A couple of times a week, I get an inquiry that poses the question above. Usually it goes something like this – I suspect that I/my child have ADHD, can you diagnose it? My response is usually an attempt to explain why the testing I do is not just to confirm or disprove the suspected diagnosis but to figure out how your brain works and what is causing the challenges that you experience.
Why is this necessary if all you want to know is whether you have ADHD or not? The answer is that we need to know the cause of your symptoms to come up with an effective treatment plan, and there are many other causes for the symptoms that, on the surface, look like ADHD.
Perhaps you have a lot of trouble completing tasks or staying focused. Maybe your child gets in trouble for getting out of seat in class or calling out of turn. Could this be ADHD? Insurance companies will often tell you that a thorough neuropsychological evaluation is not necessary to diagnose ADHD and that the diagnosis can be made based just on a clinical interview and perhaps a few symptom checklists. Could the diagnosis be as simple as filling out a questionnaire, adding up the number of symptoms, and confirming that you have ADHD because you said yes to enough symptoms required for the diagnosis?
A symptom checklist is a good start, but the diagnosis is only accurate if there is no better explanation for the symptoms. Yet the checklist does not ask about another condition that may offer a better explanation. What else can cause symptoms of inattention, impulsivity, and general difficulty with self-regulation (executive functioning)? Lots of things, below are just some examples:
Hearing loss or problems with auditory processing can look like inattention.
Depression and anxiety can affect concentration and focus; social anxiety, in particular, makes it hard to pay attention to what others are saying.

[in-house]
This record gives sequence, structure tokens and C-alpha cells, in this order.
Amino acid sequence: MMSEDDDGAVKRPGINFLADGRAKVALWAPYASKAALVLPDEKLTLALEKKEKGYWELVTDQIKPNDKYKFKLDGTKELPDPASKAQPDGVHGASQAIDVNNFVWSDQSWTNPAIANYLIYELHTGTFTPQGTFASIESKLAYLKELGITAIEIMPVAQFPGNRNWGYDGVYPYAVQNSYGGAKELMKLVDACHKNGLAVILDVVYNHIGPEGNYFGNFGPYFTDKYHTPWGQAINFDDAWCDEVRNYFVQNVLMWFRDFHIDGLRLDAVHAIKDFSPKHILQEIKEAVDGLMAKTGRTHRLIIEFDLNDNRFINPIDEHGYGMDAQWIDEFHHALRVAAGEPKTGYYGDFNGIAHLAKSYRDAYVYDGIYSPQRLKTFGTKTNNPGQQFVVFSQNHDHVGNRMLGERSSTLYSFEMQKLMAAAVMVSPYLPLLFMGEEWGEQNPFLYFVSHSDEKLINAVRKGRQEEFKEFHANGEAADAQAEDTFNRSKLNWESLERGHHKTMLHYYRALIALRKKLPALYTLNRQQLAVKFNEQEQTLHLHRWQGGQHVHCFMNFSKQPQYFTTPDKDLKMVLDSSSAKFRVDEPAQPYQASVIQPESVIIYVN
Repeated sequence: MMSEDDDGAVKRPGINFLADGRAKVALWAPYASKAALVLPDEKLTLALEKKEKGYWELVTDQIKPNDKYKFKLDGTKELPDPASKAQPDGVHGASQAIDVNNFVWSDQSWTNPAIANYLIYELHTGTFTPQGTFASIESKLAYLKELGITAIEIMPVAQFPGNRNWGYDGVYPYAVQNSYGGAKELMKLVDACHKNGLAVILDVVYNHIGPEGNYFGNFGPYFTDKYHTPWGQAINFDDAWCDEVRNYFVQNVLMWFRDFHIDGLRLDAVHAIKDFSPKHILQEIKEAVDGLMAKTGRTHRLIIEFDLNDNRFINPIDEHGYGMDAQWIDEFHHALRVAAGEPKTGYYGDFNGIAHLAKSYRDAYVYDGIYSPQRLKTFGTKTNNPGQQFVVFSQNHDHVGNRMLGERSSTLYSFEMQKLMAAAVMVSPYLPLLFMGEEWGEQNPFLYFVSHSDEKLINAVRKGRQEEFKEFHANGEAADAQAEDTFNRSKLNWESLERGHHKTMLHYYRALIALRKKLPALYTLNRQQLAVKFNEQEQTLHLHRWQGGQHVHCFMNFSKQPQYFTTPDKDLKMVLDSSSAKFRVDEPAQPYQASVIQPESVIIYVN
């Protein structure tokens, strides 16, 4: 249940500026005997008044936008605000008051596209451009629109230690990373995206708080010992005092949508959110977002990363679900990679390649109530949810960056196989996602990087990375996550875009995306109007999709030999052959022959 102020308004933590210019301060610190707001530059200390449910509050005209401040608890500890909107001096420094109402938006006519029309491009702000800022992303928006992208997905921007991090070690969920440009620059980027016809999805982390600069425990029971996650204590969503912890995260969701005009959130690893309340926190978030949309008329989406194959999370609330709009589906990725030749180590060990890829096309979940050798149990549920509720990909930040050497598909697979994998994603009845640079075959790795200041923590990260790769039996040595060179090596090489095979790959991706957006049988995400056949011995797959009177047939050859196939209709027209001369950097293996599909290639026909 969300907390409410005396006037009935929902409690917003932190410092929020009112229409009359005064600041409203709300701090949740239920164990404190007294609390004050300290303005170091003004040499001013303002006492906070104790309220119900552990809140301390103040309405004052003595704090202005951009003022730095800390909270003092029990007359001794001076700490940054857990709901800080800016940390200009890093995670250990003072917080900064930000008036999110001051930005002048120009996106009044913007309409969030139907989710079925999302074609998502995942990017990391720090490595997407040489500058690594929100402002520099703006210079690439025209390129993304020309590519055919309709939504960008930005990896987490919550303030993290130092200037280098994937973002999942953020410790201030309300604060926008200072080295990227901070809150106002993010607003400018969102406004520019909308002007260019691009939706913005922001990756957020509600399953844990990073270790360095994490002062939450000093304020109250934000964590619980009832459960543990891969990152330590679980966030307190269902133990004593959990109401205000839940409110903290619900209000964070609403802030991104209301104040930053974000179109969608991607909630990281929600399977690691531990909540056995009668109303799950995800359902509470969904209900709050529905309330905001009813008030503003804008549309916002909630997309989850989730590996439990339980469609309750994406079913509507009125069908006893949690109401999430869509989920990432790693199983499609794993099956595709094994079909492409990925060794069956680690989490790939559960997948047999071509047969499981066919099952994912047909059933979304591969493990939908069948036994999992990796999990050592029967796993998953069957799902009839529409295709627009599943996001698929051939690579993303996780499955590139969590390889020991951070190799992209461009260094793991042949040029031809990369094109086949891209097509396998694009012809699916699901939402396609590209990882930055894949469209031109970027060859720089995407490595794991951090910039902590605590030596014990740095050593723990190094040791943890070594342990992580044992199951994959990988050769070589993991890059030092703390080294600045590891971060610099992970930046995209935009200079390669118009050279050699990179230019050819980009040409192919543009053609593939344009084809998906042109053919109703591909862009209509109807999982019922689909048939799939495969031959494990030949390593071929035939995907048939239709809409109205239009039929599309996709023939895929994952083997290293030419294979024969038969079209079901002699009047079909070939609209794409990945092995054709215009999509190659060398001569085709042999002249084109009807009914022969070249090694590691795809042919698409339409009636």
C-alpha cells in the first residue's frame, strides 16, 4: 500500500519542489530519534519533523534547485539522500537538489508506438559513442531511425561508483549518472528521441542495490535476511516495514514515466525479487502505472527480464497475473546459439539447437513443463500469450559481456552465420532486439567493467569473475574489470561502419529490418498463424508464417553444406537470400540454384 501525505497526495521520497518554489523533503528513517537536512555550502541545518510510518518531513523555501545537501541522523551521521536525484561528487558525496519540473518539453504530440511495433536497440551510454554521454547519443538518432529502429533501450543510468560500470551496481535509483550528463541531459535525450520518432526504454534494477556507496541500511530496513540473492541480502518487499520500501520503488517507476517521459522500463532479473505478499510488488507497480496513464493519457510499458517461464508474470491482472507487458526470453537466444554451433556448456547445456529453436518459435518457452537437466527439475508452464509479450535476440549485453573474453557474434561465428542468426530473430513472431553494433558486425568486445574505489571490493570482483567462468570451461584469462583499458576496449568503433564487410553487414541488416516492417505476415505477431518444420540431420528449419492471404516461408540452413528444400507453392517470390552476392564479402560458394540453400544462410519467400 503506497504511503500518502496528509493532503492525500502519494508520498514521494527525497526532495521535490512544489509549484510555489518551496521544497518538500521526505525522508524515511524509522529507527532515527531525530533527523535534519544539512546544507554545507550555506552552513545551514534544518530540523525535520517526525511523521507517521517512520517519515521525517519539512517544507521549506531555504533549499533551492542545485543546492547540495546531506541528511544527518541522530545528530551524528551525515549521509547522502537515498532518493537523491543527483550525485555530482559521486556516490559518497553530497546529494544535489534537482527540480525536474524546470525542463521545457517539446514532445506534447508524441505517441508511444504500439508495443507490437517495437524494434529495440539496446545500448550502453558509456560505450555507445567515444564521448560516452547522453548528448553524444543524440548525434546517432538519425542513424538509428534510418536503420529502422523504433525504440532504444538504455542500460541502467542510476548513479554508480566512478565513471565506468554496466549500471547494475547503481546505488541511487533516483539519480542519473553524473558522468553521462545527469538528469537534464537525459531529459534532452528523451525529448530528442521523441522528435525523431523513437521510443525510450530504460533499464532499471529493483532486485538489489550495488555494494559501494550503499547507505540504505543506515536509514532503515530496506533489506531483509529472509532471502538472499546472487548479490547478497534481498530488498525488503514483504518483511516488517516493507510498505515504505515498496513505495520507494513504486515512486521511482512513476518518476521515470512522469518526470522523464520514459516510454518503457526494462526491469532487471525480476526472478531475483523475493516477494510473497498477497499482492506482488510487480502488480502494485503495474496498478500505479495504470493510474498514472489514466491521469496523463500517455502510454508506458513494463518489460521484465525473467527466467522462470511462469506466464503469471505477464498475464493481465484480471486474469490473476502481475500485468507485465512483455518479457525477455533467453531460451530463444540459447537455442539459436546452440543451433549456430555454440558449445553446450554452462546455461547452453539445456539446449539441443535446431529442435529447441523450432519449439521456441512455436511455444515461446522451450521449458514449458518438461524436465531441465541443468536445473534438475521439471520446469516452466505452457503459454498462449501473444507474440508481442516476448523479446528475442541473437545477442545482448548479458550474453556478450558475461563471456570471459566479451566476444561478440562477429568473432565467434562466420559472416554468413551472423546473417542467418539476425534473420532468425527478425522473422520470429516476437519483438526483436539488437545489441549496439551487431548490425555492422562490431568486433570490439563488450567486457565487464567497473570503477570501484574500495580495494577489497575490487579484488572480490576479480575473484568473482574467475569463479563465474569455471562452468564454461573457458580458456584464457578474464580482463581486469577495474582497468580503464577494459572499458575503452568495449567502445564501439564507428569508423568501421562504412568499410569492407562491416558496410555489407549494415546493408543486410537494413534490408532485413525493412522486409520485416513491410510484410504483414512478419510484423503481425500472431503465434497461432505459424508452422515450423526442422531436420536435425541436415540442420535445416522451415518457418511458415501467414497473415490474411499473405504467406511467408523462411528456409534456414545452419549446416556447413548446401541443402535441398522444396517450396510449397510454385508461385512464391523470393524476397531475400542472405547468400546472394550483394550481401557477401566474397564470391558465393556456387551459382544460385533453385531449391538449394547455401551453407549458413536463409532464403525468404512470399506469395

People with autism spectrum disorder (ASD) may interrupt others in conversation, not because of impulsivity, but because the use of language in social interactions is one of the main challenges in ASD.
Reading and writing avoidance or failure to complete homework may be a sign of ADHD (avoidance of tasks requiring sustained attention), or a symptom of a learning disorder (dyslexia and/or dysgraphia).
There is also the issue of comorbidity; ADHD, more often than not, co-occurs with other conditions, complicating the diagnosis and treatment, including:
Neurodevelopmental conditions – ADHD, ASD, language, learning, and motor disorders, frequently co-occur.
Emotional difficulties, such as anxiety and depression, are frequently present along with ADHD, often overlapping with and exacerbating the ADHD symptoms.
Oppositional and defiant behavior can be mistaken for ADHD or can co-occur with ADHD requiring a separate intervention.
Finally, while every person with ADHD shares some core symptoms with others with the same condition, everyone’s pattern of strengths and challenges is unique, warranting an individualized intervention. Knowing that you have ADHD does not give you nearly as much information as knowing, for instance, that your particular case of ADHD includes fantastic abstract reasoning skills and great verbal creativity but also difficulty with maintaining focus, planning, and slower information processing speed. Some of the ADHD-related challenges are best addressed with medication, others with psychotherapy, executive function coaching, school accommodations, or changes in your home environment.
A comprehensive neuropsychological evaluation should provide a lot more than a diagnosis. It should give you a better understanding of yourself, a plan of action based on your specific strengths and needs, and the tools to become a better advocate for yourself.